It has been a week since a white police officer brutally killed a black man in the Midwestern city of Minneapolis, Minnesota.
The protests and riots that followed have shown no signs of ending, and have even degenerated into looting and arson.
This situation began on May 25, when a white police officer pressed his knee into a handcuffed and prone black man’s neck, after which the black man died. The officer was arrested and charged with third-degree murder, which applies in cases where it is uncertain if a killing was intentional.
Minnesota was the first of a dozen or so states to mobilize the National Guard. Washington, D.C. and many other cities imposed curfews. The only way to describe this situation is abnormal, as the National Guard has not been mobilized to this degree since World War II. Protests have even spread to the United Kingdom and other European countries.
President Donald Trump’s comments have only added fuel to the fire. On May 29, he tweeted, “when the looting starts, the shooting starts,” endorsing martial law and violence to handle the situation.
President Trump should be promoting a message of interpersonal unity and cooperation with state governments and the cities and towns to get this chaos under control quickly.
The background for these radical protests is the deeply ingrained suspicion that black people feel due to the unfairness of police enforcement, the justice process and educational system in dealing with minorities when compared to dealing with a white majority.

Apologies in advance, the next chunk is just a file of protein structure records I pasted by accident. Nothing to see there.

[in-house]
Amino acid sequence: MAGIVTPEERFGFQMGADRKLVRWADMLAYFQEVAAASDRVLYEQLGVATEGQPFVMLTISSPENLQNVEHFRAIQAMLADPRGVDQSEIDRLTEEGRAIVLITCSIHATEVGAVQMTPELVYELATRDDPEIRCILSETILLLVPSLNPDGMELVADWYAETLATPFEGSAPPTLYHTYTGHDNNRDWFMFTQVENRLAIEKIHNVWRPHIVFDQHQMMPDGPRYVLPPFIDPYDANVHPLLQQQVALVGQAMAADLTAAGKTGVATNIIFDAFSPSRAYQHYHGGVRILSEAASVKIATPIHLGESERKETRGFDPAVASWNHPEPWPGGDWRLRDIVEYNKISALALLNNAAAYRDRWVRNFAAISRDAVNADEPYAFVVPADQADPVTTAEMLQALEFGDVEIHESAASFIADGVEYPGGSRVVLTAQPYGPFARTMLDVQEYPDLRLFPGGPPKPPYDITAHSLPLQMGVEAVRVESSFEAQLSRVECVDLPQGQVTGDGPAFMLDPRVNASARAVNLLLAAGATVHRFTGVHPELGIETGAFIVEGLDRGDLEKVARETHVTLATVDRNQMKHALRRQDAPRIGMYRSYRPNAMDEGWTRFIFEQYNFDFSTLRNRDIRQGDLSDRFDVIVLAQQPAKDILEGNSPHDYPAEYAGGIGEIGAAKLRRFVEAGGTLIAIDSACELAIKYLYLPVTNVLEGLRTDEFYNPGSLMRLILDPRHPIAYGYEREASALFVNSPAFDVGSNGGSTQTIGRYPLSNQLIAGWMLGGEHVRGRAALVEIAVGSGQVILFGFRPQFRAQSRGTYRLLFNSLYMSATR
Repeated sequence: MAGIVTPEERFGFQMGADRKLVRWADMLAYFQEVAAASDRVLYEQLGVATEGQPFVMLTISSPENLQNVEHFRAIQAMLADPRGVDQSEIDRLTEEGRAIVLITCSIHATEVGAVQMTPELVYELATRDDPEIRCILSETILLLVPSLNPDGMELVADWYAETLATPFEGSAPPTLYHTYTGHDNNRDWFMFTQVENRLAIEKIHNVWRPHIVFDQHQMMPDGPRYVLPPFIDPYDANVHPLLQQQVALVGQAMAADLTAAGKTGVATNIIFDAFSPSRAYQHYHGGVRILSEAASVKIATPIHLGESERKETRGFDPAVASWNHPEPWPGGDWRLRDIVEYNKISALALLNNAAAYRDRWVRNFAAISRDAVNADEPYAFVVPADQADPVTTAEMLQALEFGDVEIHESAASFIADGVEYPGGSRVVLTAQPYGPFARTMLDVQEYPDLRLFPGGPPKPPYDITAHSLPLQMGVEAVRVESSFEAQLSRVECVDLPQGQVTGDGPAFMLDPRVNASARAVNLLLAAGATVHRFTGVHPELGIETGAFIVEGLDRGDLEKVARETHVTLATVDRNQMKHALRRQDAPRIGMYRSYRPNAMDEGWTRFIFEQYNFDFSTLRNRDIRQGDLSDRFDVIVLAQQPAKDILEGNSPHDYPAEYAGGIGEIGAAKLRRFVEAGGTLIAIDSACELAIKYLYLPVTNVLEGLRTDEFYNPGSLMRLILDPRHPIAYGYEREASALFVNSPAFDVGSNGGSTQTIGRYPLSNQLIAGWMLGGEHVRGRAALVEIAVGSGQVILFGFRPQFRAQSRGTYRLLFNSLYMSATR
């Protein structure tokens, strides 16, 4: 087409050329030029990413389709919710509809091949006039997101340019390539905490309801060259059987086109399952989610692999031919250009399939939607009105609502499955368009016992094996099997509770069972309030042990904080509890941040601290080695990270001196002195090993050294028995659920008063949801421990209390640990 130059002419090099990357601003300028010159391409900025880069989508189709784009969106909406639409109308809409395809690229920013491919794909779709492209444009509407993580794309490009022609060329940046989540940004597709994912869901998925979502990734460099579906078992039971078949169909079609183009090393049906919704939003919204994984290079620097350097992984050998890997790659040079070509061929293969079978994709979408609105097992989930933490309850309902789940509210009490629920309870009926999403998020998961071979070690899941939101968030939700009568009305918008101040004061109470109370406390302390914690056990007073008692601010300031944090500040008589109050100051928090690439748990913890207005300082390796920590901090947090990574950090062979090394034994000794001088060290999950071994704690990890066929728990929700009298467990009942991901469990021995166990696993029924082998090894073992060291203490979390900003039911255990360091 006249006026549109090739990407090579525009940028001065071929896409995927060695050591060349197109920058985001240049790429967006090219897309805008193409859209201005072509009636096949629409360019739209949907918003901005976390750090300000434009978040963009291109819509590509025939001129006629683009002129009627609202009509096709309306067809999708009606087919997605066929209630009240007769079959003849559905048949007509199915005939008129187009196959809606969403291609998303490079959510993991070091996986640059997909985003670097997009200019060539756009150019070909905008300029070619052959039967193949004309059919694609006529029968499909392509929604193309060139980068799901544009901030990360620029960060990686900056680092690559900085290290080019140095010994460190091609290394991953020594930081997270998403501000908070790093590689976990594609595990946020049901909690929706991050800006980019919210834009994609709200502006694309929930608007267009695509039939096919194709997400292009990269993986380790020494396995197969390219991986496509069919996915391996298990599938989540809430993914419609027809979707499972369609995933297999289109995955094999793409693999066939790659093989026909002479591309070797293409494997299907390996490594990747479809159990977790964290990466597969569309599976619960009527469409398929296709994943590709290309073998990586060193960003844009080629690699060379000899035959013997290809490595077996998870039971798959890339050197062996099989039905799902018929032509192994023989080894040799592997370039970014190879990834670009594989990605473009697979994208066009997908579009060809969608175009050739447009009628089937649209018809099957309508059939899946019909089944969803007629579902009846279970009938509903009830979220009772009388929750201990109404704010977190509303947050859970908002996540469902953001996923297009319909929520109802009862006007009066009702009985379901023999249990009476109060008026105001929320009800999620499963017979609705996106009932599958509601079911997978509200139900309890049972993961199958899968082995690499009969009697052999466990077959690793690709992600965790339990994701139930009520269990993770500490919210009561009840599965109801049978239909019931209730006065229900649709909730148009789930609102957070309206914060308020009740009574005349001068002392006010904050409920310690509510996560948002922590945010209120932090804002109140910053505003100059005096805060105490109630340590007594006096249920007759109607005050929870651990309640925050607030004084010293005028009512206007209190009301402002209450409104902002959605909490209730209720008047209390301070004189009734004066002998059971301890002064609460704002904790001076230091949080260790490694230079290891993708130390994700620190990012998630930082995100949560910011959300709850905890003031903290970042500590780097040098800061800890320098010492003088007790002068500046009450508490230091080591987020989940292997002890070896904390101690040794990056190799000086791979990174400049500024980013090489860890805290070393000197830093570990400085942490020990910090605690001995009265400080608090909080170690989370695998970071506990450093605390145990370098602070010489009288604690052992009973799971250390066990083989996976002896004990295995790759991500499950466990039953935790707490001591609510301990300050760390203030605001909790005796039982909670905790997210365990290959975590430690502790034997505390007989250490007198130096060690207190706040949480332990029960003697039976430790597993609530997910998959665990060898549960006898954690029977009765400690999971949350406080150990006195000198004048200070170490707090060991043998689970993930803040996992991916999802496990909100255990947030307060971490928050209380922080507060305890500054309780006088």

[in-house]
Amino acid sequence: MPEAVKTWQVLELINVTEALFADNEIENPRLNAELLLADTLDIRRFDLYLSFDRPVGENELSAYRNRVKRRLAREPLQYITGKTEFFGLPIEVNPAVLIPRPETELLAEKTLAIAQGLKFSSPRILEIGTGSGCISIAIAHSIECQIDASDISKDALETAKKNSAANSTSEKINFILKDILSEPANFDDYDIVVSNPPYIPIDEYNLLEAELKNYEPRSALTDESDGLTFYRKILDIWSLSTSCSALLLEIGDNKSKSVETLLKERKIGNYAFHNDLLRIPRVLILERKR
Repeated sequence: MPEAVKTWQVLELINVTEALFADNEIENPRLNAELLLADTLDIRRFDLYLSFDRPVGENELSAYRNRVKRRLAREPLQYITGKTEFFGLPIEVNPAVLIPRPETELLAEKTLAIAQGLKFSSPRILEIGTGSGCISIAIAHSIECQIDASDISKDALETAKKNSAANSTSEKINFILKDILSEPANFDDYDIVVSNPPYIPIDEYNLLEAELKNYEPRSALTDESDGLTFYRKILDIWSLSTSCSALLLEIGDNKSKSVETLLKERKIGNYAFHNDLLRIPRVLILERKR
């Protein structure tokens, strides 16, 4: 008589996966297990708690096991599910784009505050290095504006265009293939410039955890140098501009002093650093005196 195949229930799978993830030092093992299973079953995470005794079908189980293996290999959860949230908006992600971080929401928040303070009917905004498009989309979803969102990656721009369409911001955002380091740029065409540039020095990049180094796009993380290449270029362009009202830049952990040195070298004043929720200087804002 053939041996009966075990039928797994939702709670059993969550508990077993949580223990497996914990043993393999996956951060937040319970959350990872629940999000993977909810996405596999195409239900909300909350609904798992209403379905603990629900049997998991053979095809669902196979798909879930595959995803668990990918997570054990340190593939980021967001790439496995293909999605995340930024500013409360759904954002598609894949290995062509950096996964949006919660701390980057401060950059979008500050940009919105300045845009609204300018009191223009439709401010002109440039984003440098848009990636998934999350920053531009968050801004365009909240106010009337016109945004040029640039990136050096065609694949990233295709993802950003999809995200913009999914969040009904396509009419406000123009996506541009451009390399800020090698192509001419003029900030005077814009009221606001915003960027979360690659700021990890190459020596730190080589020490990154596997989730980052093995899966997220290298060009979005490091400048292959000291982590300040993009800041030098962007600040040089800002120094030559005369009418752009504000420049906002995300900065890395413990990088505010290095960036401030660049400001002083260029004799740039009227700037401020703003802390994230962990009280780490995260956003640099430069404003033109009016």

America has a history of slavery and racism. Efforts to end racial discrimination resulted in the Civil Rights Act, enacted in 1964. But even half a century later, racial problems have not ended.
The protests have reached a fervor previously unseen in recent years, in part due to the coronavirus crisis, which has, for the most part, greatly affected many low income African Americans and Latino Americans (from Central and South America), stirring up deep dissatisfaction. Other contributing factors include rising unemployment rates and quarantine restrictions, which have fostered an increasing despondency among citizens.
Nevertheless, looting, arson and other violent, illegal acts committed under the pretext of protest must not be allowed. In the end, the protests should be nonviolent. Former President Barack Obama, the first black president, spoke reasonably in his call for peaceful protest: “Let’s not excuse violence, or rationalize it, or participate in it,” he appealed.
It should also be noted that some observers have pointed out that far-left extremist agitators might be influencing the violence.
On June 1, President Trump asserted that the protests had been hijacked by far-left extremists, and Attorney General William Barr said that domestic terrorists “will be treated accordingly.” The background connection between extremist agitators and the protests must be thoroughly investigated and sorted out.
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